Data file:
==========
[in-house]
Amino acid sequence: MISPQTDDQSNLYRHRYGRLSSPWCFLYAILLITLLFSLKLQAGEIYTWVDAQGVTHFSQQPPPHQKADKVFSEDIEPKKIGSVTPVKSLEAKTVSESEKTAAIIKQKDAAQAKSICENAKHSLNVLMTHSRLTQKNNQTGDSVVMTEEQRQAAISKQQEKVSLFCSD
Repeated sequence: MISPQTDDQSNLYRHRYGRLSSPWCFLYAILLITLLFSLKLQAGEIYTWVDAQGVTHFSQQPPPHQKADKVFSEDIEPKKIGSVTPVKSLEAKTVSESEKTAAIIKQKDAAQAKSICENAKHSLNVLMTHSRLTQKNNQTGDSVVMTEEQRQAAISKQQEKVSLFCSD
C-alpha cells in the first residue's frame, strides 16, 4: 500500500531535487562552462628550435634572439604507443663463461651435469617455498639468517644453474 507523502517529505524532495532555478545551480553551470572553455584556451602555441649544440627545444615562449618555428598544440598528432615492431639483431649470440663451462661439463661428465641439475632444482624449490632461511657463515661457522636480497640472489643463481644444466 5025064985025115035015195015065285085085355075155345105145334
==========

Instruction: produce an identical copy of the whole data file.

[in-house]
Amino acid sequence: MISPQTDDQSNLYRHRYGRLSSPWCFLYAILLITLLFSLKLQAGEIYTWVDAQGVTHFSQQPPPHQKADKVFSEDIEPKKIGSVTPVKSLEAKTVSESEKTAAIIKQKDAAQAKSICENAKHSLNVLMTHSRLTQKNNQTGDSVVMTEEQRQAAISKQQEKVSLFCSD
Repeated sequence: MISPQTDDQSNLYRHRYGRLSSPWCFLYAILLITLLFSLKLQAGEIYTWVDAQGVTHFSQQPPPHQKADKVFSEDIEPKKIGSVTPVKSLEAKTVSESEKTAAIIKQKDAAQAKSICENAKHSLNVLMTHSRLTQKNNQTGDSVVMTEEQRQAAISKQQEKVSLFCSD
C-alpha cells in the first residue's frame, strides 16, 4: 500500500531535487562552462628550435634572439604507443663463461651435469617455498639468517644453474 507523502517529505524532495532555478545551480553551470572553455584556451602555441649544440627545444615562449618555428598544440598528432615492431639483431649470440663451462661439463661428465641439475632444482624449490632461511657463515661457522636480497640472489643463481644444466 5025064985025115035015195015065285085085355075155345105145334